The Tricorn has been celebrated – and reviled – in festivals, ballet, music, performance art, videos, websites, films, virtual fly-throughs, poetry, books, television and radio. How many other buildings have inspired such an efflorescence? Despite its demolition, it still lives vividly in people's memories and dreams. Celia Clark and Robert Cook explore what makes an architectural icon – and what unmade it. This book sets the Tricorn within its architectural context: Brutalism and the 1960s. The unpopularity of Brutalism and the fact it was a commercial property affected the Tricorn's fate. The book draws on two sources not usually combined: a collage of documentary material, and the rich seam of people's descriptions of life in the building. The Tricorn's architects: Owen Luder and Rodney Gordon explain the building's genesis and reflect on its demise. The 1812 Overture was played at its demolition - a reflection of the Tricorn's heroic status in people's imagination.
Copies available from Celia Clark directly £18.50 plus £5 PP
The Tricorn has been celebrated – and reviled – in festivals, ballet, music, performance art, videos, websites, films, virtual fly–throughs, poetry, books, television and radio. How many other buildings have inspired such an efflorescence? Despite its demolition, it still lives vividly in people's memories and dreams.
Pitt Street, Pitt Street Baths
The Portsmouth Society campaigned to save this building, the Royal Naval School of Physical Training 1910, used as a regional centre for Gymnastics, but Portsmouth City Council pulled it down. The site is still empty, years later.
World Heritage Site
Portsmouth Harbour, the Isle of Wight and Spithead. The world's first Cultural Seascape to be inscribed on the World Heritage List?
Bid Cancelled 2006. Still a good idea!
Greening the Grey Tricorn Site
There are four inspirations to this scheme.
1. As Secretary and Chair of the Portsmouth Society Roger James and I attended the Greening the Towns and Cities conference held in Liverpool in 1984 in association with the Liverpool Garden Festival which created a temporary park along the banks of the Mersey.
We heard from inspirational speakers all over the world, including how the fortunes of Prospect Park in Brooklyn New York were completely turned around. The Park had been designed by Frederick Olmstead who was inspired by the first public park - Birkenhead Park on the northwest of England - to design Central Park as well as Prospect Park. The Warden described how she and volunteers had completely transformed a dangerous space haunted by drug dealers and criminals into a marvellous resource for the city of New York, much loved and enjoyed by locals including our daughter and her family who live in Brooklyn.
2. Roger and I came back to Portsmouth from Liverpool inspired to green a bit of Portsmouth, and a couple of years later the city council gave us a bit of space left over after planning in Somers Town where Roger worked as a doctor – on the south side of Winston Churchill Avenue to create Portsmouth's first Community Wildlife Garden. It's still there – a little haven of quiet peace, and it's recently been joined by the Somerstown Community Garden in the grounds of the Omega Centre where local people can grow fruit and vegetables. The lovely Stacey Garden and Orchard in Copnor is another special space gardened by locals.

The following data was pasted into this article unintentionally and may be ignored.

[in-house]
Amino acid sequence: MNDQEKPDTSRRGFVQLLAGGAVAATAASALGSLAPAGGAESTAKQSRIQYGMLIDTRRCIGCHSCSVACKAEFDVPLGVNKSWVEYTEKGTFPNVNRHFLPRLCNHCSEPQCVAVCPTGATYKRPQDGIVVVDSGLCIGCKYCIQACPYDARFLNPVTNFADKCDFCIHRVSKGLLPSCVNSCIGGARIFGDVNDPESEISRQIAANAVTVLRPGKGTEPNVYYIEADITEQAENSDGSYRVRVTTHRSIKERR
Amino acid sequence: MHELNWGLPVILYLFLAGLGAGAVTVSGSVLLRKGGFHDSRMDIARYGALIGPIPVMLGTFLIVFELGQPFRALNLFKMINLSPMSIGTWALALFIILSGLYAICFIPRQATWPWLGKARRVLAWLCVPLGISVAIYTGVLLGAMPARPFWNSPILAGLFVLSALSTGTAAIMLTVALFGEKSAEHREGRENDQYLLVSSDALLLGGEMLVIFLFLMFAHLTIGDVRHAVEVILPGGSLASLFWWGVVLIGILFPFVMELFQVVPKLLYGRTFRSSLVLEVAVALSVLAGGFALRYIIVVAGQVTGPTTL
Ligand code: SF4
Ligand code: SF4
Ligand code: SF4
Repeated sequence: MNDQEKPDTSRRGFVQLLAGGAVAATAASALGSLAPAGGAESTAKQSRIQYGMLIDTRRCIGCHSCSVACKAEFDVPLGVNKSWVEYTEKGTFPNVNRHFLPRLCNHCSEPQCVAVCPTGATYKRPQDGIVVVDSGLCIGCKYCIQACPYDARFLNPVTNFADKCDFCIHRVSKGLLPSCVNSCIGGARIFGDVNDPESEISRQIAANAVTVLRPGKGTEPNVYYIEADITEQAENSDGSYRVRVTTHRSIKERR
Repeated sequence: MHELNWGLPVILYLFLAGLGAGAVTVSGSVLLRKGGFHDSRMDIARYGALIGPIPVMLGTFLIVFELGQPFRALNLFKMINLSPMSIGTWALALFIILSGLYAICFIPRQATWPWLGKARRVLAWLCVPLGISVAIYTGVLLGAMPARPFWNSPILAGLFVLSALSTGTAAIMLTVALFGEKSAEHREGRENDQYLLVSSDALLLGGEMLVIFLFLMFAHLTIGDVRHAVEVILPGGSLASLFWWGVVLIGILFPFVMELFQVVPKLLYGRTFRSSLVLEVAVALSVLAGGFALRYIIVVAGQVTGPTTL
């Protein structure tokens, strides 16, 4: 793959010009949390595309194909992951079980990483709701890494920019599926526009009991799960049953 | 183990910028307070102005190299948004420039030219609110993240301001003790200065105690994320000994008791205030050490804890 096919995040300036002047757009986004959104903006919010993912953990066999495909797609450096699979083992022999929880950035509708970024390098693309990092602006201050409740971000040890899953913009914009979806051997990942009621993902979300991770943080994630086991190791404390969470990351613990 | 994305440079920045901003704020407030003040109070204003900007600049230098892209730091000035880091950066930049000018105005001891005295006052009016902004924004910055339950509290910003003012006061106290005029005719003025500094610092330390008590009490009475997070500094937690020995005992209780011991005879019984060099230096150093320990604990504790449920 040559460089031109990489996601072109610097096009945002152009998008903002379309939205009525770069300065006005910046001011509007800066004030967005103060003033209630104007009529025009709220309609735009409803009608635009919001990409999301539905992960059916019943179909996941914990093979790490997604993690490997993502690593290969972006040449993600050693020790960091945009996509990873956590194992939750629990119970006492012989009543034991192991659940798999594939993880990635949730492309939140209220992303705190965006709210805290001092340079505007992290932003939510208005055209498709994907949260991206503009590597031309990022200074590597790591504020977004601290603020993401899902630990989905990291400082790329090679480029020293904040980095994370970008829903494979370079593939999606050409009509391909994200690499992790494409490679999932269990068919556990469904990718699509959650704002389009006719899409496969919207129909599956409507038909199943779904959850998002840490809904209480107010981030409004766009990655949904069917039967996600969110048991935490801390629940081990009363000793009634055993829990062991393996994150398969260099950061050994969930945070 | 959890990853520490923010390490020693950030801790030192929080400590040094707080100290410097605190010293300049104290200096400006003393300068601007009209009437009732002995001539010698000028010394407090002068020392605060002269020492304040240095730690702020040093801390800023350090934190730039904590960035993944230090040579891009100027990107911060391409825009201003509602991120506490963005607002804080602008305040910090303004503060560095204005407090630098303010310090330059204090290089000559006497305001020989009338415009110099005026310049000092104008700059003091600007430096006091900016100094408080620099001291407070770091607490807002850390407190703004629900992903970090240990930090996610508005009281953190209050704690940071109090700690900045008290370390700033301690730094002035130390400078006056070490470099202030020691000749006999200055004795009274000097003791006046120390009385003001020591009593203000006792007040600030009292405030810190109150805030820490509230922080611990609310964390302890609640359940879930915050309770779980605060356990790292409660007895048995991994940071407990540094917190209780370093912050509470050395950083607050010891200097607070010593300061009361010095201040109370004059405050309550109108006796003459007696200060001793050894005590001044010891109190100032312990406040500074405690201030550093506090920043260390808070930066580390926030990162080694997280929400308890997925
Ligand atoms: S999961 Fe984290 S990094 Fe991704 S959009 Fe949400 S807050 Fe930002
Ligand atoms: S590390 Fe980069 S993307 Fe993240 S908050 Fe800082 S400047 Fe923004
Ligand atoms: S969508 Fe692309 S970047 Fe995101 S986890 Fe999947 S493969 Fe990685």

3. I picked up the Greening the Grey idea several years ago from walking round Islington near the Emirates stadium – that empty sites hit by the recession should be greened on a temporary basis, until developers are ready to build on them. You may remember the community garden in the heart of Covent Garden.
4. The Royal Horticultural Society currently has a Greening Grey Britain campaign – encouraging us all to create green spaces in our cities – so you could say it is an idea whose time has come!
Why green the Tricorn site? Members of the Portsmouth Society and a City Council officer met on the site in April 2011 and agreed on why we want to green this site. As a main road entry point to the city centre, the bare expanse of carpark does not give the impression of a vibrant, innovative, well designed approach for visitors to the Historic Dockyard, shoppers, university students' parents ... not to mention how it feels to Portsmouth residents. Ben Ainslie's Americas Cup was the final push which made it happen.
There is currently a gap on the south side of Market Way in the 'green corridor' which otherwise extends on the north side from the new landscaping in Mile End by the Highways Agency to St. Agatha's park. Facing the Tricorn site are eight plane trees and bushes bordering the Pitt Street carpark, maintained by the city council. Ivies are growing well in the central barrier of the road.
Portsmouth as a city is seriously lacking in greenspace. This project is intended to bring visual benefit - a green link - to a grey, desertlike area. The first design in 2011 was by Architect Carl Leroy-Smith, but it's taken all this time to get the current scheme together and raise money to implement it. It's only due to the persistence of David Baynes and his fund raising skills that this project being launched today has materialized. As far as we know, it is the first temporary greening of a recession-hit site in the south of England – and there's a two stage benefit to the city, because once development finally gets under way on the site – which has already been empty for 11 years, the plants will be moved to enhance the city parks and green spaces.
We are very fortunate to have brilliant city officers in Portsmouth – including Barry Walker, the City Centre Manager and Vincent Mount, senior Landscape Architect who designed the beautiful and award winning central reservation in Commercial Road inspired by Southsea Beach. These two made our idea bloom – with sponsorship from the city council, Portsmouth Tree Wardens and Sir Nigel Gosling's Trust. Barry Walker raised sponsorship for Vincent to design the planting and containers, the Hampshire Gardens Trust supported the idea, and the talented Shaw Trust members constructed and planted them.